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Once Upon A Tee: A Golf Story

Ratings:
214 pages3 hours

Summary

The undying friendship and fierce loyalty between Boudreaux James and Johnny Frye was forged in the depths of despair during their years spent together in Japanese prisoner-of-war camps. This stirring tale of survival and hope chronicles their journey from the horrors of war, through their eventual liberation, to their triumphant return to the Hill Country of central Texas.
Believing God spared them for greater things, Boudreaux decides to make the most of his natural, athletic talents by embarking on a quest. With Johnny by his side, he will spend the next few years honing his skills, then taking the golf world by storm by qualifying for the 1949 U.S. Open Golf Championship.

Despite his determination to put the war behind him and focus on his golfing dream, Boudreaux finds his efforts hampered by uncontrollable feelings of bitterness and hatred for the Japanese. Deep down inside, part of him has never left the wretched confines of a prison cell.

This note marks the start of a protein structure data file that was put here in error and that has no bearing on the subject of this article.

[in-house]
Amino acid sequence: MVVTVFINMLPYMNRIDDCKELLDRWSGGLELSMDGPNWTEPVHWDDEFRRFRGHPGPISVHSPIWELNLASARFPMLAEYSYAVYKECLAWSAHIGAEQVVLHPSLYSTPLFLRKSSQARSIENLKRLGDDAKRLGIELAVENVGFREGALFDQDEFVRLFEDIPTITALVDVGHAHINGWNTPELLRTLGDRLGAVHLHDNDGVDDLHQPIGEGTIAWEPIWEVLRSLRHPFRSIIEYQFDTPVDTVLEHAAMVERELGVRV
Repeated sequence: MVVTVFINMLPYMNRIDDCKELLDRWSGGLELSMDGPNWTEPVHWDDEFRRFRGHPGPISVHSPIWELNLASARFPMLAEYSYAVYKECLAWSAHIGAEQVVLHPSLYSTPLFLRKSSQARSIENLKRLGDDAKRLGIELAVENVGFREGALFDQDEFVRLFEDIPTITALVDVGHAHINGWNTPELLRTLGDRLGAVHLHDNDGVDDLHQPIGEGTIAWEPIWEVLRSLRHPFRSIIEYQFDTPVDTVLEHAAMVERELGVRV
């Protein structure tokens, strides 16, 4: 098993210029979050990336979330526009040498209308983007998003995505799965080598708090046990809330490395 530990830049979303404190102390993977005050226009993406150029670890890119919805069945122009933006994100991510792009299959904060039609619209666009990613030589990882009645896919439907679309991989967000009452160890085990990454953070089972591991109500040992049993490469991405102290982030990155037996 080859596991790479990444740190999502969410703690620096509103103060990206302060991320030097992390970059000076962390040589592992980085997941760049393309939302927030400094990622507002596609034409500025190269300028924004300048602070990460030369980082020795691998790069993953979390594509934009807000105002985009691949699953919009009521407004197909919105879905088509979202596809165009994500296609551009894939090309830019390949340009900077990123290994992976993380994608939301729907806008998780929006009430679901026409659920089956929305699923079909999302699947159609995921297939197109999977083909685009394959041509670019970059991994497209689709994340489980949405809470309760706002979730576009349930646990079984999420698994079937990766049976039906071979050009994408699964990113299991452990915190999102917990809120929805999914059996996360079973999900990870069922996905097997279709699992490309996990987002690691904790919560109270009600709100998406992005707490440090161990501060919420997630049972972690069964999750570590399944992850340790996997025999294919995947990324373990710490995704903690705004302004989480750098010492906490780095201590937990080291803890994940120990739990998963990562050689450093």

Salvation and the capacity to forgive come from the unlikeliest of places: chance meetings with a beautiful Japanese woman and two famous professional golfers, as well as the discovery of an obscure, antique golf club found in a dusty storeroom in the back of a golf shop.

Golf changes the lives of Boudreaux and Johnny, but some might say their acts of perseverance and personal sacrifice had a more profound effect on the world of golf than anyone realized at the time. In the late 1940s, professional baseball was close to taking over golf as the national pastime, but events were about to unfold to change all that. Did golf save Boudreaux and Johnny, or did they save modern golf?

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